SPEAKER: Dr. Vasuda Bhatia, Professor, Amity Institute
 

 

 
ABSTRACT:
Carbon nanotubes (CNTs) and carbon nanomaterials based sensors have attracted a great deal
of research interest in last several years. Their unique electrical, optical and mechanical properties make them
very strong candidates for the development of the new generation of miniaturized, lowpower and highperformance
sensors. In this talk, I present a novel technology based on electrostatic charging for the functionalization of carbon based nanomaterials. The electrostatically functionalized surfaces provide oxygenated functional groups as anchoring sites for decoration with several nanoparticles to synthesize nanocarbon nanoparticles composites. Using selfassembled thermal embedding technique, thin films have been fabricated for the detection of chemical molecules as well as enzyme free detection of biomolecules.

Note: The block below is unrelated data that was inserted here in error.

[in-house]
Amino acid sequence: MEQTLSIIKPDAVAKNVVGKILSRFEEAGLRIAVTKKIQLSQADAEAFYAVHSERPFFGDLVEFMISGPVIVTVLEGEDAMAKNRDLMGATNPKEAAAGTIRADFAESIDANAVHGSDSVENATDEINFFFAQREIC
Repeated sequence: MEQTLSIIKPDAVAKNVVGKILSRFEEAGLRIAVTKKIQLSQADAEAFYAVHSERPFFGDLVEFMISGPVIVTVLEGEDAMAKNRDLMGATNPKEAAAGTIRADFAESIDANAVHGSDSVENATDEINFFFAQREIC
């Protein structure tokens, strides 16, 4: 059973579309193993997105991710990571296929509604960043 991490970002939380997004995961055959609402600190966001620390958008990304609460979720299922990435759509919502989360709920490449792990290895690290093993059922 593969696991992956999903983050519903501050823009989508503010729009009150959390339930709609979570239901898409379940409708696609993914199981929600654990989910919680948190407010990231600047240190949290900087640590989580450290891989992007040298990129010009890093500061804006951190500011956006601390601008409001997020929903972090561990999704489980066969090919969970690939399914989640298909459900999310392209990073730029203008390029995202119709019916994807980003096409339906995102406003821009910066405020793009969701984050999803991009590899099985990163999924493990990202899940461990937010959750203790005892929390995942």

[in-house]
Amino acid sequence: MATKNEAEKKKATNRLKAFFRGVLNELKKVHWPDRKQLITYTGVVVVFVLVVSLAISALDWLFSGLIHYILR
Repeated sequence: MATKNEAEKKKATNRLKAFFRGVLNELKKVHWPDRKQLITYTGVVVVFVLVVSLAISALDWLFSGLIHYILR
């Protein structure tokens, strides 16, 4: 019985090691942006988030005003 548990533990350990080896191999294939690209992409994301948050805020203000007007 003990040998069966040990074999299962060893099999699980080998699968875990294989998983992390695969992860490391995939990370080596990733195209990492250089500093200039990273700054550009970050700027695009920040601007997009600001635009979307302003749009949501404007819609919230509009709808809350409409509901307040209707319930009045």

SPEAKER BIOGRAPHY:
Dr. Vasuda Bhatia is a professor at Amity Institute of Renewable and Alternative Energy and Amity Institute of Advanced Research and Studies, Amity University, India. She received her B.Tech. (Bachelors of Technology) in Materials and Metallurgical Engineering from Indian Institute of Technology (IIT) Kanpur, India in 1995, MS in Materials Science from the University of Cincinnati in 1997 and the Ph.D. in Electrical Engineering from Texas A&M University in 2001. She was research scientist at Stellar Micro Devices, Austin, Texas; visiting faculty at IIT
Kanpur, India and research associate at Jawaharlal Nehru Centre for Advanced Scientific Research, Bangalore, India. Her research interests include synthesis, characterization and device applications of nanomaterials; materials for renewable energy applications; field emission devices and materials and development of sensors and sensing devices for bio, chemical and gas applications.

AGENDA:

  • 11:30 am – Registration & light lunch (pizza & drinks)
  • Noon – Presentation & Questions/Answers
  • 1:00 pm – Adjourn